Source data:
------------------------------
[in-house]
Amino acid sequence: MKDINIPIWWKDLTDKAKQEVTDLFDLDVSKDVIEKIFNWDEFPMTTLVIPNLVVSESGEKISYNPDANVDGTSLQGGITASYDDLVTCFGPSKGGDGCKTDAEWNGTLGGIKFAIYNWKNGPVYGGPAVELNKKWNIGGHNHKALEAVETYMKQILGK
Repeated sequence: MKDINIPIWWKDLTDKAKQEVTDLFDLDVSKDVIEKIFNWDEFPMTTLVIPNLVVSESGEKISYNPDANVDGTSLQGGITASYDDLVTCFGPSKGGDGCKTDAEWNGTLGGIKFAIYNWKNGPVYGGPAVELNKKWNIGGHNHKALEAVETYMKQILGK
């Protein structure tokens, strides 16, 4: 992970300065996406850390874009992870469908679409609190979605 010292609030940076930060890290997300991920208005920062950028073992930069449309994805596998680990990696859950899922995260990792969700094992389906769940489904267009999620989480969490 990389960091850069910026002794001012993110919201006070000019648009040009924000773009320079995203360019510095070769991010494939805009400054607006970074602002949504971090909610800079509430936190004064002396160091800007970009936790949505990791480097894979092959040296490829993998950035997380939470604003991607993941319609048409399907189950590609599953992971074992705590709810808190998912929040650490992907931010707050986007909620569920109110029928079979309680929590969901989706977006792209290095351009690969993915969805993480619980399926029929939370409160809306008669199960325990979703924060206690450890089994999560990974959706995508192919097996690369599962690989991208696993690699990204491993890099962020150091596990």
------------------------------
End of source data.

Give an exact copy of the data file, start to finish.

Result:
[in-house]
Amino acid sequence: MKDINIPIWWKDLTDKAKQEVTDLFDLDVSKDVIEKIFNWDEFPMTTLVIPNLVVSESGEKISYNPDANVDGTSLQGGITASYDDLVTCFGPSKGGDGCKTDAEWNGTLGGIKFAIYNWKNGPVYGGPAVELNKKWNIGGHNHKALEAVETYMKQILGK
Repeated sequence: MKDINIPIWWKDLTDKAKQEVTDLFDLDVSKDVIEKIFNWDEFPMTTLVIPNLVVSESGEKISYNPDANVDGTSLQGGITASYDDLVTCFGPSKGGDGCKTDAEWNGTLGGIKFAIYNWKNGPVYGGPAVELNKKWNIGGHNHKALEAVETYMKQILGK
């Protein structure tokens, strides 16, 4: 992970300065996406850390874009992870469908679409609190979605 010292609030940076930060890290997300991920208005920062950028073992930069449309994805596998680990990696859950899922995260990792969700094992389906769940489904267009999620989480969490 990389960091850069910026002794001012993110919201006070000019648009040009924000773009320079995203360019510095070769991010494939805009400054607006970074602002949504971090909610800079509430936190004064002396160091800007970009936790949505990791480097894979092959040296490829993998950035997380939470604003991607993941319609048409399907189950590609599953992971074992705590709810808190998912929040650490992907931010707050986007909620569920109110029928079979309680929590969901989706977006792209290095351009690969993915969805993480619980399926029929939370409160809306008669199960325990979703924060206690450890089994999560990974959706995508192919097996690369599962690989991208696993690699990204491993890099962020150091596990």